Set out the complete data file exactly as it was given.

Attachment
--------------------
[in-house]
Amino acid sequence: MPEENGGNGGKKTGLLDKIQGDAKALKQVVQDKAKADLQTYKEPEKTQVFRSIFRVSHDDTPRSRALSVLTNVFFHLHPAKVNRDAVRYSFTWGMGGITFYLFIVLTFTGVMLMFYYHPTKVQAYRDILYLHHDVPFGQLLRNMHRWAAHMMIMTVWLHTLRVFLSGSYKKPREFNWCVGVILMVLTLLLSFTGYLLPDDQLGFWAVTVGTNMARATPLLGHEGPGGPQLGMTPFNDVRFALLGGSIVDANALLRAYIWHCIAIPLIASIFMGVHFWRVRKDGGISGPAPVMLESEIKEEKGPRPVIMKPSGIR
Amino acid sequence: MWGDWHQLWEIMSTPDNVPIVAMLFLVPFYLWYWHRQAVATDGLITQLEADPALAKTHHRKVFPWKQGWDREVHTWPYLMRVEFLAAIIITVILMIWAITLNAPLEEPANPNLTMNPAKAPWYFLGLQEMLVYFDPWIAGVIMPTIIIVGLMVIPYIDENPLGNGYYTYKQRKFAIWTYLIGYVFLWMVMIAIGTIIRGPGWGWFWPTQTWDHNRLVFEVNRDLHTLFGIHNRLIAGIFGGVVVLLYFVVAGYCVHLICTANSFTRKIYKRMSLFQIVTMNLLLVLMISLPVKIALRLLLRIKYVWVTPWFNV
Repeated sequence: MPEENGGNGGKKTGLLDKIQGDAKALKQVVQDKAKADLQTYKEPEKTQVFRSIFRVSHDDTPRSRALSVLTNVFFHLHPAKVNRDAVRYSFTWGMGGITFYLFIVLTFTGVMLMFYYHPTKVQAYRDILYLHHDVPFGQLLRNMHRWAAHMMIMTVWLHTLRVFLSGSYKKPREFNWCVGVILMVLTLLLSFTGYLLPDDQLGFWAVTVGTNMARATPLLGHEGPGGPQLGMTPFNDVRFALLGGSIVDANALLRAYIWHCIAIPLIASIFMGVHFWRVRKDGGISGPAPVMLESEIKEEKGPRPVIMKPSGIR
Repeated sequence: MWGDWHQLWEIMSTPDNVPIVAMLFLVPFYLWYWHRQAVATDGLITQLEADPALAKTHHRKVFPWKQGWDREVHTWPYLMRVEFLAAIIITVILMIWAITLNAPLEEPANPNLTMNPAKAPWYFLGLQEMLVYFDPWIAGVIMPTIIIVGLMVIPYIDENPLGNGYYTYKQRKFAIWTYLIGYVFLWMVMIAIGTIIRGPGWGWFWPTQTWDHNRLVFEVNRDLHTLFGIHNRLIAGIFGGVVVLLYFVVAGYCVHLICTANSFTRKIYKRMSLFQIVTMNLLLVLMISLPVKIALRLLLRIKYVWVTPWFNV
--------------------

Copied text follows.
[in-house]
Amino acid sequence: MPEENGGNGGKKTGLLDKIQGDAKALKQVVQDKAKADLQTYKEPEKTQVFRSIFRVSHDDTPRSRALSVLTNVFFHLHPAKVNRDAVRYSFTWGMGGITFYLFIVLTFTGVMLMFYYHPTKVQAYRDILYLHHDVPFGQLLRNMHRWAAHMMIMTVWLHTLRVFLSGSYKKPREFNWCVGVILMVLTLLLSFTGYLLPDDQLGFWAVTVGTNMARATPLLGHEGPGGPQLGMTPFNDVRFALLGGSIVDANALLRAYIWHCIAIPLIASIFMGVHFWRVRKDGGISGPAPVMLESEIKEEKGPRPVIMKPSGIR
Amino acid sequence: MWGDWHQLWEIMSTPDNVPIVAMLFLVPFYLWYWHRQAVATDGLITQLEADPALAKTHHRKVFPWKQGWDREVHTWPYLMRVEFLAAIIITVILMIWAITLNAPLEEPANPNLTMNPAKAPWYFLGLQEMLVYFDPWIAGVIMPTIIIVGLMVIPYIDENPLGNGYYTYKQRKFAIWTYLIGYVFLWMVMIAIGTIIRGPGWGWFWPTQTWDHNRLVFEVNRDLHTLFGIHNRLIAGIFGGVVVLLYFVVAGYCVHLICTANSFTRKIYKRMSLFQIVTMNLLLVLMISLPVKIALRLLLRIKYVWVTPWFNV
Repeated sequence: MPEENGGNGGKKTGLLDKIQGDAKALKQVVQDKAKADLQTYKEPEKTQVFRSIFRVSHDDTPRSRALSVLTNVFFHLHPAKVNRDAVRYSFTWGMGGITFYLFIVLTFTGVMLMFYYHPTKVQAYRDILYLHHDVPFGQLLRNMHRWAAHMMIMTVWLHTLRVFLSGSYKKPREFNWCVGVILMVLTLLLSFTGYLLPDDQLGFWAVTVGTNMARATPLLGHEGPGGPQLGMTPFNDVRFALLGGSIVDANALLRAYIWHCIAIPLIASIFMGVHFWRVRKDGGISGPAPVMLESEIKEEKGPRPVIMKPSGIR
Repeated sequence: MWGDWHQLWEIMSTPDNVPIVAMLFLVPFYLWYWHRQAVATDGLITQLEADPALAKTHHRKVFPWKQGWDREVHTWPYLMRVEFLAAIIITVILMIWAITLNAPLEEPANPNLTMNPAKAPWYFLGLQEMLVYFDPWIAGVIMPTIIIVGLMVIPYIDENPLGNGYYTYKQRKFAIWTYLIGYVFLWMVMIAIGTIIRGPGWGWFWPTQTWDHNRLVFEVNRDLHTLFGIHNRLIAGIFGGVVVLLYFVVAGYCVHLICTANSFTRKIYKRMSLFQIVTMNLLLVLMISLPVKIALRLLLRIKYVWVTPWFNV